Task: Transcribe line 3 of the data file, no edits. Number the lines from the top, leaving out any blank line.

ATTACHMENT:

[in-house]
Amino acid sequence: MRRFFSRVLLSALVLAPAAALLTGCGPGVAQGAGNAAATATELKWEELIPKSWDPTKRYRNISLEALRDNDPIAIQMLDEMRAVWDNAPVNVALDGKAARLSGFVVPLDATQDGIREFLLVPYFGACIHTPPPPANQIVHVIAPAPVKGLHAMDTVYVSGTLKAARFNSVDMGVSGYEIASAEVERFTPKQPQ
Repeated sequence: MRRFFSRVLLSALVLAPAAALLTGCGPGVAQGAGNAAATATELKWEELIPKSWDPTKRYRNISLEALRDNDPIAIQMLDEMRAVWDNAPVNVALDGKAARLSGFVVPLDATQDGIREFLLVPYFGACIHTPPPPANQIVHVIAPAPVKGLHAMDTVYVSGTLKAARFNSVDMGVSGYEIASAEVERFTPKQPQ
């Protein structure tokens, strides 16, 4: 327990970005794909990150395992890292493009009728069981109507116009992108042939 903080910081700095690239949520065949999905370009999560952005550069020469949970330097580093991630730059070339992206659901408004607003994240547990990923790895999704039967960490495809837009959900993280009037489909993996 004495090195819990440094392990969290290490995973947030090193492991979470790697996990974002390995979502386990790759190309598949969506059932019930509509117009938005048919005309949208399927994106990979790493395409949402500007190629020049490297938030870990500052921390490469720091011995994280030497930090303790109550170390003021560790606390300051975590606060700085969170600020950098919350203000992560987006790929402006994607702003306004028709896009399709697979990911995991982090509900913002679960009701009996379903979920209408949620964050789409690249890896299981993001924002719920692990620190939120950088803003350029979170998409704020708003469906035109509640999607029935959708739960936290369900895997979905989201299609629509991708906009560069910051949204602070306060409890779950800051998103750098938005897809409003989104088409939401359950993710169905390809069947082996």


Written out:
Repeated sequence: MRRFFSRVLLSALVLAPAAALLTGCGPGVAQGAGNAAATATELKWEELIPKSWDPTKRYRNISLEALRDNDPIAIQMLDEMRAVWDNAPVNVALDGKAARLSGFVVPLDATQDGIREFLLVPYFGACIHTPPPPANQIVHVIAPAPVKGLHAMDTVYVSGTLKAARFNSVDMGVSGYEIASAEVERFTPKQPQ